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Re: LGPL module linked with a GPL lib

Andrew Suffield writes:

> On Wed, Jul 27, 2005 at 02:42:35PM -0300, Humberto Massa Guimar?es wrote:
>> Static linking can *not* create a derived work, because it is an
>> automatic process. Poster case: is hello, generated from hello.c:
>>   #include <stdio.h>
>>   int main(int argc, char** argv) {
>>     printf("Hello\n");
>>     return 0;
>>   }
>> a derivative work of something it's (statically) linked to?
>> The answer is no, because derivative works, as intelligent
>> transformations, can only appear when you *create* a work.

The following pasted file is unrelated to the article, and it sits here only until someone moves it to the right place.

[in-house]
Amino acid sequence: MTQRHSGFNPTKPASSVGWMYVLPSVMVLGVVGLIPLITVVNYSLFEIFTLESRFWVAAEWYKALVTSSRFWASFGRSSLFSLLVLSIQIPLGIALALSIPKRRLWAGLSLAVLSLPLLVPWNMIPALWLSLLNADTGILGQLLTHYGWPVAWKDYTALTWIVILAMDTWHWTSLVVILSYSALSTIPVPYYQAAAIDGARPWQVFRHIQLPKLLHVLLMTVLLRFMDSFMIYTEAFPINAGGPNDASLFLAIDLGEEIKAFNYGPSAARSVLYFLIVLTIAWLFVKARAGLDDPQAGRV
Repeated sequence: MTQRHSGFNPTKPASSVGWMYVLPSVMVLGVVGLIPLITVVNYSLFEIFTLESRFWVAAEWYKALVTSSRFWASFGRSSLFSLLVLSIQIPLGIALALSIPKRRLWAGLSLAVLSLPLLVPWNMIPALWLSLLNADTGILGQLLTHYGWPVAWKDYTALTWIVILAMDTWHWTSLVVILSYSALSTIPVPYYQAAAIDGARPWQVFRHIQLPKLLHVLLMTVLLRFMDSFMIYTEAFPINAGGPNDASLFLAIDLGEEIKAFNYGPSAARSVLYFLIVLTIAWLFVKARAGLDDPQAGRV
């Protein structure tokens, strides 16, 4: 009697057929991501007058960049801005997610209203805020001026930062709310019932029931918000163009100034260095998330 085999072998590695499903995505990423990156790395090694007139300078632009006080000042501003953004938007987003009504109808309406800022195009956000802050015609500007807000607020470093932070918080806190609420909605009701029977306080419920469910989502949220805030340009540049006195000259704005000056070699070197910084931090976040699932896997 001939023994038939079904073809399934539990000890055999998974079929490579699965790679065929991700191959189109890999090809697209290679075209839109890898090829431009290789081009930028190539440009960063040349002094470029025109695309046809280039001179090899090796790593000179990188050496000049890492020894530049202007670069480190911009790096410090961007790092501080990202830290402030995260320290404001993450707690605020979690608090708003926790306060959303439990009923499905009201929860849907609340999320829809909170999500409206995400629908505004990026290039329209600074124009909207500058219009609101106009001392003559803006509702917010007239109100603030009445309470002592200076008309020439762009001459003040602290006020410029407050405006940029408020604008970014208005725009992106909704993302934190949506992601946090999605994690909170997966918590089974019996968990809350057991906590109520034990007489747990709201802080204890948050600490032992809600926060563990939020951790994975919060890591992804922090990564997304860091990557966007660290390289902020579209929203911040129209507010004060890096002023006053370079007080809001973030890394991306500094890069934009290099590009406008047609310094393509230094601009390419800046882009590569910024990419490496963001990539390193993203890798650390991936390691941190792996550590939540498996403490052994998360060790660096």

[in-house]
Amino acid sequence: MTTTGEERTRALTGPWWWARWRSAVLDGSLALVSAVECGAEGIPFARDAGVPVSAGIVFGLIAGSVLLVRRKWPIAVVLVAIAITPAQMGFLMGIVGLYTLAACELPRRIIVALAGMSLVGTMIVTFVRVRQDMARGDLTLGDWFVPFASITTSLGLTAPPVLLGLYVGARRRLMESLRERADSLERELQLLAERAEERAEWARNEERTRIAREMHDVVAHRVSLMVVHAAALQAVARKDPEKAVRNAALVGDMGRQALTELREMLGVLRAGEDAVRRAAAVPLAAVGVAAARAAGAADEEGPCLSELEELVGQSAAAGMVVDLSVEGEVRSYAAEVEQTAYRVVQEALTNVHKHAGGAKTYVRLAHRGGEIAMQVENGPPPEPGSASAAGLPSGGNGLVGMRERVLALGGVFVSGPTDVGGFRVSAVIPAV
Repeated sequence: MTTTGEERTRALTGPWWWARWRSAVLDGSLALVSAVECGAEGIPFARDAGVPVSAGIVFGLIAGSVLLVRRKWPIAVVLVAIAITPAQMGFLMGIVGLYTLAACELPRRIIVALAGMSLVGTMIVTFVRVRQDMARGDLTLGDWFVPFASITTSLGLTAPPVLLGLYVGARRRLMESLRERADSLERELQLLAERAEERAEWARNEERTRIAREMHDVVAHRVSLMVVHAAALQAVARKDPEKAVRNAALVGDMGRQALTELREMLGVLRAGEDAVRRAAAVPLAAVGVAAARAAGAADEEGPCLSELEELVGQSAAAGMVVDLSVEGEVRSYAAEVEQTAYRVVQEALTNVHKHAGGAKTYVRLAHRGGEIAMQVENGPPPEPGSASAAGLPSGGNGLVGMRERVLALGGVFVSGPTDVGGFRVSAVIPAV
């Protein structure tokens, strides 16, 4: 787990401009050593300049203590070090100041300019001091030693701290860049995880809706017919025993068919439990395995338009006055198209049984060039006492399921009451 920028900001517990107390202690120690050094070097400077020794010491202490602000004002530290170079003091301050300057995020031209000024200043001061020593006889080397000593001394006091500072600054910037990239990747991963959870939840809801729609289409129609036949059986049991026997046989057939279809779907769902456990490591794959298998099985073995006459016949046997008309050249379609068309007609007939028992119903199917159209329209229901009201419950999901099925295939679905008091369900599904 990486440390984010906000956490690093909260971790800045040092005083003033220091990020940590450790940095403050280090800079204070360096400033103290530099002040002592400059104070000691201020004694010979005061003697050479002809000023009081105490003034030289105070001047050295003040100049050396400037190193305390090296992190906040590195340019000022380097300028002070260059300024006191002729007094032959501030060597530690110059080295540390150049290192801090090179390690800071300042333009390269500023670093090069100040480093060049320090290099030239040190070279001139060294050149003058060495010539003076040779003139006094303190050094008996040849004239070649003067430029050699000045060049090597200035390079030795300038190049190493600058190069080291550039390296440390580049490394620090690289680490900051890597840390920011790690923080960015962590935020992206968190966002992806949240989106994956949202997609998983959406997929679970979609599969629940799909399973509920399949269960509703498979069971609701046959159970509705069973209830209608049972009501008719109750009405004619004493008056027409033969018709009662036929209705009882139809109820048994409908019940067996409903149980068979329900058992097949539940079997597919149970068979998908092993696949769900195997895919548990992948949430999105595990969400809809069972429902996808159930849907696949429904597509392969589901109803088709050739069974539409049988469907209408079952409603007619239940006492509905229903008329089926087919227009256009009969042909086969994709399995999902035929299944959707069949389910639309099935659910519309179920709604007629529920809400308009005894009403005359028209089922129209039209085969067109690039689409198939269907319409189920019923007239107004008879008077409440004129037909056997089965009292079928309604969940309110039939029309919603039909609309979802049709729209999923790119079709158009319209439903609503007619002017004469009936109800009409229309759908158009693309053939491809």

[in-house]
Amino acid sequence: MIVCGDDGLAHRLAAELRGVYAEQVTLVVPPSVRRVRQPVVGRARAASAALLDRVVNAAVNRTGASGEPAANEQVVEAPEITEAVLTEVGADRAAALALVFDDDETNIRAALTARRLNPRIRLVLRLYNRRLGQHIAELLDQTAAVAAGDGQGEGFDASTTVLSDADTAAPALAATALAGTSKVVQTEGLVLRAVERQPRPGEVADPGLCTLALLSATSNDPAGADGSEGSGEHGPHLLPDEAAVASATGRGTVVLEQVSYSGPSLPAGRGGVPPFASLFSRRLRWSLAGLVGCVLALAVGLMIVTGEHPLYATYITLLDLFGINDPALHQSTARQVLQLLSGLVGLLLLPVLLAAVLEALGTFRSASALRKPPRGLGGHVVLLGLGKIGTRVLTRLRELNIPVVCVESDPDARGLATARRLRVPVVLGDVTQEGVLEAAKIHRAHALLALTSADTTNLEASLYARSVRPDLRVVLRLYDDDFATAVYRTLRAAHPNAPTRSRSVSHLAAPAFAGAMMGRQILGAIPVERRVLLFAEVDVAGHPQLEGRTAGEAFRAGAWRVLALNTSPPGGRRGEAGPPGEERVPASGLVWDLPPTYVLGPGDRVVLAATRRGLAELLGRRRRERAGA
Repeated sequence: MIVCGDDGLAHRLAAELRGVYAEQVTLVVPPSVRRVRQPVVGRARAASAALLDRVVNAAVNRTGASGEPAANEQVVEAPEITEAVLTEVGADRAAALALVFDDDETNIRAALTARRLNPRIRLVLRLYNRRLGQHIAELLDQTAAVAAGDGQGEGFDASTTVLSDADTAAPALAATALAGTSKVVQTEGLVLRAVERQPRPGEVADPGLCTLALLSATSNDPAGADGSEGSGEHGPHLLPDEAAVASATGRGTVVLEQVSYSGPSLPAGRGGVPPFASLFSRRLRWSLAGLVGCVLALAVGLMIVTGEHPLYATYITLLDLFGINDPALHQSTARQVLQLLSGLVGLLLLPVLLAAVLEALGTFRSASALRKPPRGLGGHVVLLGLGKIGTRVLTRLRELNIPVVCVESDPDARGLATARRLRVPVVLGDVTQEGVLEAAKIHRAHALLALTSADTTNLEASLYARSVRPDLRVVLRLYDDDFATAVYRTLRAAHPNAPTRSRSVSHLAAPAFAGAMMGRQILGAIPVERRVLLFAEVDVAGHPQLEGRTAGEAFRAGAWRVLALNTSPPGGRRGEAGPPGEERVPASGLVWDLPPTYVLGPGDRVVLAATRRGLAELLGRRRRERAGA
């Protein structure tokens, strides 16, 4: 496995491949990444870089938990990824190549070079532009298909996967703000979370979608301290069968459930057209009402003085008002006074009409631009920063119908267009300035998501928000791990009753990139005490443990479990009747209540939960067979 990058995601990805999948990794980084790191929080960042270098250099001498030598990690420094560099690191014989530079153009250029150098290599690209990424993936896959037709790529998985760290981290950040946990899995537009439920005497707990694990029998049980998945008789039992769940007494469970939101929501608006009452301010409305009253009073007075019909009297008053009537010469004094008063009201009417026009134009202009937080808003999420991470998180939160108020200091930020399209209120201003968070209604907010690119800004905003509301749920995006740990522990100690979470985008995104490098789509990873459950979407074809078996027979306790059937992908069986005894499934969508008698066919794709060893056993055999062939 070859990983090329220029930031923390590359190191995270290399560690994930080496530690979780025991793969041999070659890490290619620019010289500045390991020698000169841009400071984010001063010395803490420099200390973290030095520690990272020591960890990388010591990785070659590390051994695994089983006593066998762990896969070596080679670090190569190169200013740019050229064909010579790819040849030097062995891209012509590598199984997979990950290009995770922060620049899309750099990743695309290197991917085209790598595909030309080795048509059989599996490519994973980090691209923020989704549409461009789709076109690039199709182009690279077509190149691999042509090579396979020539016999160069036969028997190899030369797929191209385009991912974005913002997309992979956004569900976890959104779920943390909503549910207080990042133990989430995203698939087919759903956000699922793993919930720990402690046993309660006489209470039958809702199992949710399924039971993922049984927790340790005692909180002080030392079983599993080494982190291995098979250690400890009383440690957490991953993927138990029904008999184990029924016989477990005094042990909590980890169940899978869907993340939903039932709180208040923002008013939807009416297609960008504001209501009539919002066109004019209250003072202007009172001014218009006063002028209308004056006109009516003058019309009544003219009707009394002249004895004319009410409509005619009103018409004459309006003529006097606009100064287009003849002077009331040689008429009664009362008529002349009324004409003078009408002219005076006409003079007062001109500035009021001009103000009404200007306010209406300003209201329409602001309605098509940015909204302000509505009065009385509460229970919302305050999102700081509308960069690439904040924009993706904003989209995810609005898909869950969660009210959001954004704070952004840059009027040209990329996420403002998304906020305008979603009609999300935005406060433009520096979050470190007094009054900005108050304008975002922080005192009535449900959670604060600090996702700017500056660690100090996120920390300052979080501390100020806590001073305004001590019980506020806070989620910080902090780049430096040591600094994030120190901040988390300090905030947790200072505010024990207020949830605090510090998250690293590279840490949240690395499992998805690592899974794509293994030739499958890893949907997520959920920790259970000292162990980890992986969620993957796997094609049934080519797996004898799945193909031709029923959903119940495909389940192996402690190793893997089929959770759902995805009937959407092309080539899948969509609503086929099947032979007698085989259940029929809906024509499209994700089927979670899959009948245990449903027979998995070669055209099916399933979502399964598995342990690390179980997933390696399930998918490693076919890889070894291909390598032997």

> This is a FAQ, or more precisely something that people frequently get
> wrong. The derivative work was created when you wrote the source code
> that needs to be statically linked. Myopically staring at the build
> process does nothing to change this.

What statute or case law supports this position?  Comparison to
Grokster et al doesn't hold, for reasons that should have been
obvious: The GPL explicitly allows a user to use and modify code in
any way the user sees appropriate; section 2 only kicks in when you
"copy and distribute such modifications."  The standard way that one
uses GPLed program is by linking its compiled form with other works at
runtime.  It is simply bizarre to suggest that a software author is
liable for contributory copyright infringement by providing a means
for a user to do something that the user is explicitly permitted to

Michael Poole

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